Only a few days ago, when Chelsea lost at home to Crystal Palace and Tottenham reduced the gap to seven points, some excited voices were anxious to claim the title race was back on and Antonio Conte’s men were capable of wobbling.
Now, despite Tottenham’s dramatic comeback at Swansea, those claims look like nothing more than television pundits eager to add to audience numbers by hyping up the season finale, because two goals from Hazard, his 15th and 16th of the season, earned a 2-1 victory over City at Stamford Bridge and settled west London’s nerves in the process.
If there is going to be a late dramatic twist in the title race – and it’s a big ‘if’ – then Tottenham are going to have to earn it because on this evidence they certainly cannot rely on Chelsea simply collapsing. If there is one chink of light for Spurs, perhaps, it would be that Chelsea were far from their best in a touch-and-go match here in which they found Pep Guardiola’s side difficult to handle, and in which both sides made individual errors. Nevertheless is hard to see anything other than dark blue ribbons on the trophy in May – especially with only eight games to go and the gap of seven points still standing.
Chelsea’s next two Premier League fixtures are both away from home, at Bournemouth on Saturday and then at Old Trafford on Sunday April 16, but their remaining home games against Southampton, Middlesbrough and Sunderland suggest the chances of Conte’s men being caught are pretty slim.
By contrast City, who face Hull at the Etihad on Saturday and have a derby against United later this month, can claim they had the better of this match at Stamford Bridge; but sitting fourth in the table, only four points clear of Arsenal and without a Premier League win since March 5, they are far from assured of Champions League football in 2017-18 let alone able to dream of challenging for the title.
Put all the statistics aside, however, and this was a fascinating tactical battle between two managers who began the night with an embrace but lived every moment on the touchline, often berating fourth official Bobby Madley as the action at times threatened to turn nasty, just as it did at the Eithad earlier in the season.
For all his commitment to an attacking formation Guardiola made compromises against the champions-elect, choosing this moment to bring back influential defender Vincent Kompany and selecting the energetic and physical Fabian Delph in midfield in a bid to counter Chelsea’s 3-4-3 formation.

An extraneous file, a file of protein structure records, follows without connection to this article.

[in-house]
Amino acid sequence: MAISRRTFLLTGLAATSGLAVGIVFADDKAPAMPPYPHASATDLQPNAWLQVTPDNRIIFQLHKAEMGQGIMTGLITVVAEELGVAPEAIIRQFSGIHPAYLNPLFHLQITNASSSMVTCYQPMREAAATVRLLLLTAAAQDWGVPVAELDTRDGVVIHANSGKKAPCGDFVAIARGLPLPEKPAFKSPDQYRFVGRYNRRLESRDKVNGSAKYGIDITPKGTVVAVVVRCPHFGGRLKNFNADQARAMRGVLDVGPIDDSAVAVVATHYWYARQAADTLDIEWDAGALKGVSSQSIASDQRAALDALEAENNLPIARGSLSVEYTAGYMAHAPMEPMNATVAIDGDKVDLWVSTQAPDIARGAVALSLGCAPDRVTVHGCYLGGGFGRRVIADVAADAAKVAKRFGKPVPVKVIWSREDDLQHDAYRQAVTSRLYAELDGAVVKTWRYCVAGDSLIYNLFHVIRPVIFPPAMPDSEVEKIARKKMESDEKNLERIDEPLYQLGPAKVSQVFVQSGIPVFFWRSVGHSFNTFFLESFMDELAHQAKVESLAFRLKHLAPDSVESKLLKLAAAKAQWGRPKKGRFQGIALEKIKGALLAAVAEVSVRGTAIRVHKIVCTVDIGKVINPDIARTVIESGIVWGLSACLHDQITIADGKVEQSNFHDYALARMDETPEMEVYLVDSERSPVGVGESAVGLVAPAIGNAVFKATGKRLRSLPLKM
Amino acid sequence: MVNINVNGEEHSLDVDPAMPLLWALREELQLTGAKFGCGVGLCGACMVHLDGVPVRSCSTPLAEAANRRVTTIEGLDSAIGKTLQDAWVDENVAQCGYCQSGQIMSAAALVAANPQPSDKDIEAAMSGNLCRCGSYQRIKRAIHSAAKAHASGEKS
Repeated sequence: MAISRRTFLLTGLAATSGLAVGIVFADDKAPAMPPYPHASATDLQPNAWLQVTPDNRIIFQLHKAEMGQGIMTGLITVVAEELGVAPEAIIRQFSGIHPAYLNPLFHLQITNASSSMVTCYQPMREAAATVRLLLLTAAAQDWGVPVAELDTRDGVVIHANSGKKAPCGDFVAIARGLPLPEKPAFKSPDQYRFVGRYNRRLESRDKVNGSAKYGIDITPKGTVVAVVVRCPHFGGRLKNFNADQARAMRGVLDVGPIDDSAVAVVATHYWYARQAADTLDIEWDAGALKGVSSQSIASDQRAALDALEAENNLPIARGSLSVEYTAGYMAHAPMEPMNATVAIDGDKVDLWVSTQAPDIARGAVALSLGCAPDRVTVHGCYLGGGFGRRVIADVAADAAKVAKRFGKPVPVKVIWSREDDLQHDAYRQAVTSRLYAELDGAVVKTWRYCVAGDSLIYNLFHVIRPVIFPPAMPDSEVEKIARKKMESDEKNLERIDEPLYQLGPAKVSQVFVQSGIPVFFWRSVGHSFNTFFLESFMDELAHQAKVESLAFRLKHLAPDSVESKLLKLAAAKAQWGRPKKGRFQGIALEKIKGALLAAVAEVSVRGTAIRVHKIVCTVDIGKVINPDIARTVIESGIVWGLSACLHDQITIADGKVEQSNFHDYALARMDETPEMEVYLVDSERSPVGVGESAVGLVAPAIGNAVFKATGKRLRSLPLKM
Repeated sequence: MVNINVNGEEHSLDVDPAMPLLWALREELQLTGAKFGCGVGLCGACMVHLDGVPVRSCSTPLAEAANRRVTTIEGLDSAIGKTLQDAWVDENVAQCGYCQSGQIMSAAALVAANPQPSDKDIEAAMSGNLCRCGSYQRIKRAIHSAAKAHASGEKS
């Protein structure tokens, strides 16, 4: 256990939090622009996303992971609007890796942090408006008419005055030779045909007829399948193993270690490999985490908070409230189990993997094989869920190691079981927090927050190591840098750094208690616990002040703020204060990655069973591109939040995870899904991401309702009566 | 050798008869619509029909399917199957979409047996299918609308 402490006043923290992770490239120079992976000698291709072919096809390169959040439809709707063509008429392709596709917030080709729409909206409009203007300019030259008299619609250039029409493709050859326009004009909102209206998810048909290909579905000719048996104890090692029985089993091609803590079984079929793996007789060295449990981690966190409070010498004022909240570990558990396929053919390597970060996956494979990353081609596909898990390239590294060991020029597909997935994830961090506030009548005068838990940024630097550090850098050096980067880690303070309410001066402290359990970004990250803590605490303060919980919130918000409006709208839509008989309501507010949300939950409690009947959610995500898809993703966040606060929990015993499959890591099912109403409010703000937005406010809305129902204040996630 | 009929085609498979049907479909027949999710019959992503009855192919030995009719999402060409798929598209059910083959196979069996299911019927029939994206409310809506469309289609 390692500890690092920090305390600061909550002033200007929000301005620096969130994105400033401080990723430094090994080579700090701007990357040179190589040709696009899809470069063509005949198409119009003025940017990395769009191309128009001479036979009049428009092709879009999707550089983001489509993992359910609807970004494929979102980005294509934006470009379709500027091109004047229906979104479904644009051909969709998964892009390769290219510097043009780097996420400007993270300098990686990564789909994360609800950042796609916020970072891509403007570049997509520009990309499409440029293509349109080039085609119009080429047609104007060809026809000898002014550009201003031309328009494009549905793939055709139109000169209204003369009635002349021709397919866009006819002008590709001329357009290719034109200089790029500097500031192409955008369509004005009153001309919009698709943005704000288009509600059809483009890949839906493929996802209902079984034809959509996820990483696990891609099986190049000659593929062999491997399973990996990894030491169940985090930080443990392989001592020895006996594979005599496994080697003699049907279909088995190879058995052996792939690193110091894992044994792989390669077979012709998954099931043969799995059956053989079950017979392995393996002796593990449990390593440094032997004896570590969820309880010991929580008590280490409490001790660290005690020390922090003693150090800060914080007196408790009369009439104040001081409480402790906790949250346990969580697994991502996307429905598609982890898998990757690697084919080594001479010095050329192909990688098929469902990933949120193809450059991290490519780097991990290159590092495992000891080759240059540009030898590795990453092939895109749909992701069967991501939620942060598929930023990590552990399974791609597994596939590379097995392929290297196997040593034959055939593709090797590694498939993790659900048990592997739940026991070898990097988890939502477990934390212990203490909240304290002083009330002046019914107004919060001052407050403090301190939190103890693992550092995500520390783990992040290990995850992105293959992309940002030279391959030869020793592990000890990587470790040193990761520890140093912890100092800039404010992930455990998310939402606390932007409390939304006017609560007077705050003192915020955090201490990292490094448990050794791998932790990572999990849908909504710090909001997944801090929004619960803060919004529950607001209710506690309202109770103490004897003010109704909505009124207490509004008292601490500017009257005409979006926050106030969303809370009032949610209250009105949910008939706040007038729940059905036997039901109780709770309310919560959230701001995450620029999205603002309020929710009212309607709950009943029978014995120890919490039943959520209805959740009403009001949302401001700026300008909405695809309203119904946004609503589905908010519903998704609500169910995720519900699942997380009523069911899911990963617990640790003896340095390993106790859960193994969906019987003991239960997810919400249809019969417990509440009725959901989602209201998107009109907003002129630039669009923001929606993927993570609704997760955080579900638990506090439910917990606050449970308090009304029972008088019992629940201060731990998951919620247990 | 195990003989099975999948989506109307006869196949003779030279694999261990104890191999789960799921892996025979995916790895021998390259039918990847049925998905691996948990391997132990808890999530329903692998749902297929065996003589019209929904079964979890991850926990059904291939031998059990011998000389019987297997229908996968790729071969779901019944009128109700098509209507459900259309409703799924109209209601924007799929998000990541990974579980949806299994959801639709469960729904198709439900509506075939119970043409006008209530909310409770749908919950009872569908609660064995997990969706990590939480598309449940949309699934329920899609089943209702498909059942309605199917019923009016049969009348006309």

“They are so physical – so the way we have to defend, the way we have to play today, we need one guy like him,” the Spaniard said, adding he chose Kompany for his experience even though he hasn’t played since October and was clearly puffing by the end. Chelsea, too, made noticeable adjustments to their style in a bid cancel out City’s intent. Their back three was a five for long periods of the game and David Luiz was regularly encouraged by Conte from the touchline to play the ball quick and long, taking advantage of the space left by City’s marauding midfielders.
All the tactics in the world, however, cannot do anything to mitigate against the kind of individual errors which shaped the first-half. Manchester City goalkeeper Willy Caballero made the first mistake, allowing a snap-shot from Hazard – followin a Cesar Azpilicueta cut-back – to slip straight through his hands in the 10th minute. The shot took a slight deflection off Kompany but nevetheless it was an effort any goalkeeper would expect to save, let alone someone playing at this level.
Chelsea’s lead didn’t last long, however, because their own goalkeeper Thibaut Courtois, returned the favour in the 26th minute when he inexplicably cleared a Kurt Zouma back-pass straight to David Silva. The Belgian briefly made amends by saving Silva’s fierce effot but saw the ball bounce invitingly for Aguero to tap home.
It was a sweet moment for Aguero, sent off at the Etihad when Chelsea won there 3-1 in December, and who had been accused of cheating by the Stamford Bridge crowd seconds earlier when felled by Marcos Alonso; but once again he didn’t have long to enjoy it.
Fernandinho joined the stupid mistakes club 10 minutes before the break when he rashly and unnecessarily brought down Pedro to give away a penalty which Hazard put away at the second attempt – firing home after Caballero saved his initial poorly-struck effort.
Fernandinho, of course, was also sent off against Chelsea in that bad tempered match at the Etihad four months ago and it set the tone for a tetchy second-half in which both teams largely cancelled each other out.
Hazard, after 75 minutes, wasted an excellent chance to put the result beyond doubt as he lifted a shot over the bar when under no pressure; but City defended far better than at many times this season and were in it right until the end. Unfortunately for Guardiola, however, the same cannot be said for their title challenge.
Courtois 6, Zouma 6 (Matic 46; 6), David Luiz 7, Cahill 7, Azpilicueta 6, Kante 6, Fabregas 7 (Willian 81 6), Alonso 6, Pedro 6, Diego Costa 6, Hazard 8 (Loftus-Cheek 90).
Caballero 5, Clichy 7, Stones 7, Kompany 6, Fernandinho 6, Delph 6, Sane 6 (Nolito 85), Silva 7, De Bruyne 7 (Sterling 79; 6), Navas 5, Aguero 6.